I love my sons who are now all adults, and in at least one parish I paid a price for putting them first. That being said, I never missed a single meeting for Church business. Remember, sometimes everything isn’t enough for some people. As an Orthodox priest, you will have to be there for your own kids. If you’re not, who will be? I was a husband and father before I was a priest, and that is a part of who I am and what makes me effective as a priest. This article by Thom Rainer is worth the time. – Fr. John
by Thom Rainer
I was serving a church in St. Petersburg, Florida, when it hit me hard. One of my young children had playfully fallen on the floor in the foyer after a worship service. A deacon in the church came up to me and spoke forcefully:
“You need to tell your kid to get up. Pastors’ children aren’t supposed to act that way.”
My internal emotional reaction was carnal. I’m just glad I held my tongue. I was really mad. I can still remember my thoughts:
“How dare this man hold my young son to a standard different than other kids! My boy really didn’t cause any harm. He was just being playful.”
I recently conducted a Twitter poll of pastors and their spouses about this very issue. Though the poll was informal and not scientific, the responses were nevertheless fascinating. Here are the top seven responses in order of frequency. A representative comment or combined comments are given with each of the seven.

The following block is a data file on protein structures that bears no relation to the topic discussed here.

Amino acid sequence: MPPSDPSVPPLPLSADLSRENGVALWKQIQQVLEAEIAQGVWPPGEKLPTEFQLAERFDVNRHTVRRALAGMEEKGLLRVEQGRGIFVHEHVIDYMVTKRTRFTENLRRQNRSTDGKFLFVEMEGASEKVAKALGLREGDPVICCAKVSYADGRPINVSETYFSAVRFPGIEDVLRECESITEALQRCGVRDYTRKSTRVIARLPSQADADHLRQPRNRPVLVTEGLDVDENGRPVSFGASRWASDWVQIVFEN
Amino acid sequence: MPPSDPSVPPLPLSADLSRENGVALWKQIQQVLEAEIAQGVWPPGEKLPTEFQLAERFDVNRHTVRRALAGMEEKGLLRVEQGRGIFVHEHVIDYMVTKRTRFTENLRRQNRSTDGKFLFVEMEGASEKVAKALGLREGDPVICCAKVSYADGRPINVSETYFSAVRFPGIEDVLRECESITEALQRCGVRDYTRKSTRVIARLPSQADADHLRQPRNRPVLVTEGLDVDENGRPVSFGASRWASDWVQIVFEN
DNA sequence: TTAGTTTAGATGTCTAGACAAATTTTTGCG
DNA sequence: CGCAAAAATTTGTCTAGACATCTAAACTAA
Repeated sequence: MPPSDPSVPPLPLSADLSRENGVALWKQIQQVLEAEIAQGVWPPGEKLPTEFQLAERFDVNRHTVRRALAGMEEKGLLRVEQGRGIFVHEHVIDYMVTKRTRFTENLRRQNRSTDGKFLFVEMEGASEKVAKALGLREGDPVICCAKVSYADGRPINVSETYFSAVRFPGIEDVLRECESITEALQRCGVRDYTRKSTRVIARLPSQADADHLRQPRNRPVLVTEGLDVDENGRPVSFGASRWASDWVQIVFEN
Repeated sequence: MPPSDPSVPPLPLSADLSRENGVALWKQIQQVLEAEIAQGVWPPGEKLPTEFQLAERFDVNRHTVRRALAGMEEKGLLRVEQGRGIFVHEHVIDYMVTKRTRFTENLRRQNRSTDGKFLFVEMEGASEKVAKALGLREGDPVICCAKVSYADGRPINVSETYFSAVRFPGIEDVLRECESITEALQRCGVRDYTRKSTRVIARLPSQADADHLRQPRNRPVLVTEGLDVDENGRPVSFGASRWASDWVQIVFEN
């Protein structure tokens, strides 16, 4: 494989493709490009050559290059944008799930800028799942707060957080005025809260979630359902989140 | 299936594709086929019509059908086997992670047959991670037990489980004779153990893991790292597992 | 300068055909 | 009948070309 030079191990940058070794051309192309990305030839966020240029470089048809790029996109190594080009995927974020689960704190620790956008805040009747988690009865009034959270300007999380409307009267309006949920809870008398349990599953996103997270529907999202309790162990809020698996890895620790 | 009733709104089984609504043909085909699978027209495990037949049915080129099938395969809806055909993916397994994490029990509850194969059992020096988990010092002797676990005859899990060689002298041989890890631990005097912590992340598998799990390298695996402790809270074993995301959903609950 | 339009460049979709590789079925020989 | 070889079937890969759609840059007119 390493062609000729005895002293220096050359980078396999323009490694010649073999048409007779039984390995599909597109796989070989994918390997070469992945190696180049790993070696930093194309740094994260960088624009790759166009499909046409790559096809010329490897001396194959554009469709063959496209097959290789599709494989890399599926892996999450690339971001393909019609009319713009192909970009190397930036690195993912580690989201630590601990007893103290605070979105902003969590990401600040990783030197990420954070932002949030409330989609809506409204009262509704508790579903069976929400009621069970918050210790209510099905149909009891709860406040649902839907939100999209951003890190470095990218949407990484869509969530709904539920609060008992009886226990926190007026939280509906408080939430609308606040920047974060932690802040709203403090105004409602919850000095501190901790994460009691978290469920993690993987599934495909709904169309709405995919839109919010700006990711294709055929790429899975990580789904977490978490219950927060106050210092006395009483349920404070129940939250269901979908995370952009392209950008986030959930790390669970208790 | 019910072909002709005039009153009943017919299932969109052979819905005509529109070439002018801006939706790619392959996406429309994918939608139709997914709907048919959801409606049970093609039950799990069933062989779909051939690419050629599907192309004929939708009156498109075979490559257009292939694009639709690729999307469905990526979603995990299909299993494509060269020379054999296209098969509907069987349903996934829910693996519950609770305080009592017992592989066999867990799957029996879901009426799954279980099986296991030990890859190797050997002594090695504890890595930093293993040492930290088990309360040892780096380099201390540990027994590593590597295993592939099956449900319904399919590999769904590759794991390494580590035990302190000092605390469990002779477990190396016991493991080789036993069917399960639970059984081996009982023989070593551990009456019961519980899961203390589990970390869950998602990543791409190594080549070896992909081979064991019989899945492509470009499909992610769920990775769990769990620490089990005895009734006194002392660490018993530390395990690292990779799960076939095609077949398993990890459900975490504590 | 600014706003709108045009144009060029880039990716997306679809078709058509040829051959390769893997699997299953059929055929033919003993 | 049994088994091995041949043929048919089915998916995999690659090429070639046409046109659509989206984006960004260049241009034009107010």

- Don’t expect more out of pastors’ kids (PKs) than any other kids. “My children need to have the same expectations as the other children in the church. They are not some kind of spiritual superstars because their dad’s a pastor.”
- Please offer encouragement to my children. “It’s not always easy to be a PK. The glass house thing is real. I am so thankful for the church members who go out of their way to encourage my children.”
- Realize that they are kids. “I know a few church members who seem to think my kids are miniature adults. They expect them to act like a 40 year old instead of a 4 year old.”
- Please don’t call them “PKs.” “Their identities should not be based on their father’s vocation. They have their own unique and special identities.”
- Please pray for my children. “I am blessed to have this one lady in my church who prays for my three children every day. She knows the special challenges of being a PK.”
- Our kids see and hear more than you may think. “After one particularly tough church business meeting, my seven-year-old boy asked me if I was going to get fired.”
- Don’t make me choose between my kids and the church. “Too many PKs have grown up bitter and disillusioned about the church. Dad gave more attention to church members than his own children.”
What do you think about these seven challenges? What would you add? What have your experiences been?